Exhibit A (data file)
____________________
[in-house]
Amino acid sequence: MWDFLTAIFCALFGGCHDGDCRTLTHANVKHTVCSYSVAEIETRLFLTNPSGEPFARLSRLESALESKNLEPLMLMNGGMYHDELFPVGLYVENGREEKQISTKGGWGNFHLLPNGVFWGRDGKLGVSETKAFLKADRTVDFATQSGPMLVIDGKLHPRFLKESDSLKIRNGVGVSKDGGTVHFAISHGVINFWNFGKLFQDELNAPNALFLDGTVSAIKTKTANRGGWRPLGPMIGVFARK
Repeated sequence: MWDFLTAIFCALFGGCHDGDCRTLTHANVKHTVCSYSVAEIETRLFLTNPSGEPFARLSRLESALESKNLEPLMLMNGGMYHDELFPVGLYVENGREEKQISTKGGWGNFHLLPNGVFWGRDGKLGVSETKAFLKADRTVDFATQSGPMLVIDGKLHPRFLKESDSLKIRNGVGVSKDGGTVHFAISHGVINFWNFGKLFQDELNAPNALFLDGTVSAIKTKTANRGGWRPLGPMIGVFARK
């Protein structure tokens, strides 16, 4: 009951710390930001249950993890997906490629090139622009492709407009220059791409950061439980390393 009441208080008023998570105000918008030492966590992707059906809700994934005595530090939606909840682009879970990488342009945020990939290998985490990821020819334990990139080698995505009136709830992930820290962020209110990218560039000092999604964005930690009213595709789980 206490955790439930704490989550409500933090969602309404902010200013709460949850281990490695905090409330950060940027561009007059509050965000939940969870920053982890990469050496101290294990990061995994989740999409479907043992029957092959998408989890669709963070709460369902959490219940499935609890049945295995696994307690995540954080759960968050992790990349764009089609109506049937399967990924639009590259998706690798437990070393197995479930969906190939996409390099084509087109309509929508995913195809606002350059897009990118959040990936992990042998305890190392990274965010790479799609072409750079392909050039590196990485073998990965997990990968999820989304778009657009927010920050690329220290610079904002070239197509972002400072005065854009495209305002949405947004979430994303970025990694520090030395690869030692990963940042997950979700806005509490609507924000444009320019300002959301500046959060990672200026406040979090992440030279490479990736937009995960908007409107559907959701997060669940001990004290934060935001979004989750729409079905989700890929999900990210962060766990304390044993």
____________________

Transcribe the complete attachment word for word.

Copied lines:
[in-house]
Amino acid sequence: MWDFLTAIFCALFGGCHDGDCRTLTHANVKHTVCSYSVAEIETRLFLTNPSGEPFARLSRLESALESKNLEPLMLMNGGMYHDELFPVGLYVENGREEKQISTKGGWGNFHLLPNGVFWGRDGKLGVSETKAFLKADRTVDFATQSGPMLVIDGKLHPRFLKESDSLKIRNGVGVSKDGGTVHFAISHGVINFWNFGKLFQDELNAPNALFLDGTVSAIKTKTANRGGWRPLGPMIGVFARK
Repeated sequence: MWDFLTAIFCALFGGCHDGDCRTLTHANVKHTVCSYSVAEIETRLFLTNPSGEPFARLSRLESALESKNLEPLMLMNGGMYHDELFPVGLYVENGREEKQISTKGGWGNFHLLPNGVFWGRDGKLGVSETKAFLKADRTVDFATQSGPMLVIDGKLHPRFLKESDSLKIRNGVGVSKDGGTVHFAISHGVINFWNFGKLFQDELNAPNALFLDGTVSAIKTKTANRGGWRPLGPMIGVFARK
């Protein structure tokens, strides 16, 4: 009951710390930001249950993890997906490629090139622009492709407009220059791409950061439980390393 009441208080008023998570105000918008030492966590992707059906809700994934005595530090939606909840682009879970990488342009945020990939290998985490990821020819334990990139080698995505009136709830992930820290962020209110990218560039000092999604964005930690009213595709789980 206490955790439930704490989550409500933090969602309404902010200013709460949850281990490695905090409330950060940027561009007059509050965000939940969870920053982890990469050496101290294990990061995994989740999409479907043992029957092959998408989890669709963070709460369902959490219940499935609890049945295995696994307690995540954080759960968050992790990349764009089609109506049937399967990924639009590259998706690798437990070393197995479930969906190939996409390099084509087109309509929508995913195809606002350059897009990118959040990936992990042998305890190392990274965010790479799609072409750079392909050039590196990485073998990965997990990968999820989304778009657009927010920050690329220290610079904002070239197509972002400072005065854009495209305002949405947004979430994303970025990694520090030395690869030692990963940042997950979700806005509490609507924000444009320019300002959301500046959060990672200026406040979090992440030279490479990736937009995960908007409107559907959701997060669940001990004290934060935001979004989750729409079905989700890929999900990210962060766990304390044993």